What's Tony Thinking

Finding Meaning in the Midst of a Pandemic


Human beings are meaning-seeking, meaning-making, creatures. We construct narratives and tell stories about the world and ourselves to help us make sense of things. I always thought that part of the job, and privilege, of being a preacher was that you were helping people to gain a sense of meaning amid the usual confusions, and sometimes, the utter chaos of life.

Of course, some narratives are better, more truthful, than others. That is to say, some tell a story that offers a more adequate account of suffering and evil and human action and agency, while other narratives distort reality. For the latter, see Donald Trump. He is master of false narratives. False narratives typically look for some “other” or scapegoat to blame and pin all responsibility there. Typical false narratives also they have little place in them for uncertainty or ambiguity.

That’s one reason conspiracy theories are such a popular form of false narrative. They answer, usually in a dangerously misleading way, the human need for a sense of meaning and, most especially, for a sense of control. But we don’t really have control, do we? Certainly, never complete control. True narratives about human life come to grips with this. They help us to cope with ambiguity, which is an essential element of our human condition. “Ambiguity,” wrote essayist Lewis Thomas, “is the sure knowledge that the ground beneath our feet is constantly shifting.”

Another kind of narrative that is popular today is the “super-hero” story. The hero, who possessing special powers, will rescue us all and vanquish all that threatens us. That too is a false narrative, one that paves the way for our current infatuation with autocratic leaders and “strongman” figures, while disempowering ordinary citizens and undermining democracy.

A pandemic presents a real challenge to our sense of life’s meaning. In her 2017 book, Pale Rider: The Spanish Flu of 1918 and How It Changed the World, author Laura Spinney, offers some conjectures on why we remember the First World War pretty well, but hardly recall the much more lethal Spanish flu epidemic that followed hard on the heels of WWI. She observes “A flu pandemic has no clear beginning or end, and no obvious heroes,” in contrast to a war.

Our current pandemic, the COVID-19 pandemic, being “novel” presents additional challenges. We’re still learning about its transmission. We don’t understand its mutations. And while we have some understanding of who is most vulnerable, getting it “under control” remains hugely challenging. Add in the human factors, like the studies indicating that if a vaccine is successfully developed — still a big “if” — only 75% of Americans say they would be willing to be vaccinated!

Our effort to cope with this pandemic is compromised by several factors. One is a lack of leadership. Trump is in way over his head. The story he tells is one of victimization and grievance, which doesn’t really work or help now. We need a narrative that helps us to deal with uncertainty, that mobilizes our strengths and capacities, and that comforts us in suffering and loss. While some leaders are offering this, it’s a huge deficit to not have that coming from our elected President.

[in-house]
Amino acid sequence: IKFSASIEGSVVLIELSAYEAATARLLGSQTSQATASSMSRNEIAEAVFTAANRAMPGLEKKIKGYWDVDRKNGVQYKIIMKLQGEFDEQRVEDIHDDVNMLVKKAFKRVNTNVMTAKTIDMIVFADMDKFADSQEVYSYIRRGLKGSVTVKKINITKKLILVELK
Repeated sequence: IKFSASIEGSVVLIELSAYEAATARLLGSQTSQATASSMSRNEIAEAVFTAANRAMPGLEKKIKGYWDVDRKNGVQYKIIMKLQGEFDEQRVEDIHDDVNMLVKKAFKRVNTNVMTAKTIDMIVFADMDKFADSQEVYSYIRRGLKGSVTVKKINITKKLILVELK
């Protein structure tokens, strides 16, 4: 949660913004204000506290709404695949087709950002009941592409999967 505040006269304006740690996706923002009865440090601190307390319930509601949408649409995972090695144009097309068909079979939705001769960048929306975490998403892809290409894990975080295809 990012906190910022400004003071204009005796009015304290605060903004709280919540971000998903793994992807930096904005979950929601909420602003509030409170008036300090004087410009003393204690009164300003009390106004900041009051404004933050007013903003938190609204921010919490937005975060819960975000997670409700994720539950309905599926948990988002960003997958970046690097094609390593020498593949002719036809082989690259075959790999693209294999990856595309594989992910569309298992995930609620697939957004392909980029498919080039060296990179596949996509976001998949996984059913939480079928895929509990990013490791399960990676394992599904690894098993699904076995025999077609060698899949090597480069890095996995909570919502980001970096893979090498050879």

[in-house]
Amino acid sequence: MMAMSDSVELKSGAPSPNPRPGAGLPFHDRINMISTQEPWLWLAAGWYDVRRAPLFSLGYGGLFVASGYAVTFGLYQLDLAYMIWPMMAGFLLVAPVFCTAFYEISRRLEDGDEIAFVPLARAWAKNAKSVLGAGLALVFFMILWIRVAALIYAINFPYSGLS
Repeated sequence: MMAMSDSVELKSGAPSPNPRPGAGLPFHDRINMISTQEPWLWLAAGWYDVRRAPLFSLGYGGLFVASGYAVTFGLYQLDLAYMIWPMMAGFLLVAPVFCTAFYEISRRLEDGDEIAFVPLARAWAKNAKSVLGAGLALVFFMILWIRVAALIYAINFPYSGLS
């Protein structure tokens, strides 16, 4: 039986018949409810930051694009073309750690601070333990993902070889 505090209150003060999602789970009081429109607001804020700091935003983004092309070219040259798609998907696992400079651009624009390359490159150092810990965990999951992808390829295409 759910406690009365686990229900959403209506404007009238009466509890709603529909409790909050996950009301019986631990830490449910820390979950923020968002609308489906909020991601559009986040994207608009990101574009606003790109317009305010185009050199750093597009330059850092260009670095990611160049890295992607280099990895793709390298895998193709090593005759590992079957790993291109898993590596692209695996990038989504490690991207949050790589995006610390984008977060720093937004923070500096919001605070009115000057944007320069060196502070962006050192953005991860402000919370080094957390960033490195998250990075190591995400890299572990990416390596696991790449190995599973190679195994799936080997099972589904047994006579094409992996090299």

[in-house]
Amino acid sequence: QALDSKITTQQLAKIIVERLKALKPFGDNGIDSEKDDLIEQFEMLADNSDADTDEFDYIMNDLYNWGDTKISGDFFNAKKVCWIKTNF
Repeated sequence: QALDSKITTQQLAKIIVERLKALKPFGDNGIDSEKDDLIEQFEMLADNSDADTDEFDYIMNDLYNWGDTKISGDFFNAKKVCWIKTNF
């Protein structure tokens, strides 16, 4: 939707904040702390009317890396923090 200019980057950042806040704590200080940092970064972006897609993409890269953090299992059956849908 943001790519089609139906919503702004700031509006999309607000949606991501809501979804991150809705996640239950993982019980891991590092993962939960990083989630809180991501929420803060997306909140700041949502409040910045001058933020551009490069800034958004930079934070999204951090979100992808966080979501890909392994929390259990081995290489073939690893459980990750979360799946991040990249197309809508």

Another factor that is compromising us at this time is the long erosion of social trust in American society. Our trust in scientific information and those who provide it is but one example. The World Health Organization, the CDC, NIH and local public health departments and officers have all been under attack (as often as not from the President). But social trust has been eroding for a long time in America. The stories we have told ourselves about “being in it together,” about “courage under pressure,” aren’t as readily available now. Our go-to has become the victim narrative, which is dis-empowering not empowering.

You might say that our societal “immune system” is now heavily compromised by inept, even toxic, leadership, diminished social trust and sense of community, and erosion of moral and spiritual frameworks and narratives.

So this virus is really testing us. And the test is not, in the end, mainly about science or technology or expertise — although all that is obviously important. This is a moral and spiritual test. Do we have the narratives and values that help us cope with ambiguity and uncertainty, with suffering, with randomness, and most of all with fear? Are we telling ourselves a true story or fabricating false ones?

I continue to find these resources, and a true story, in the Christian faith and its narrative. In a subsequent blog I may develop that argument further. But again, that narrative too is less available to us than was once the case. Partly that’s because we’ve become a more secular society. But also because many have distorted the Christian narrative, putting it in service of scapegoating the vulnerable or making it a tribal narrative of the anxious and fearful. It is none of these things, which is one of the reasons that preachers and churches need to boldly keep at telling the story in ways that are truthful and honest.

Preachers — your work is now more important than ever. And don’t you forget it!



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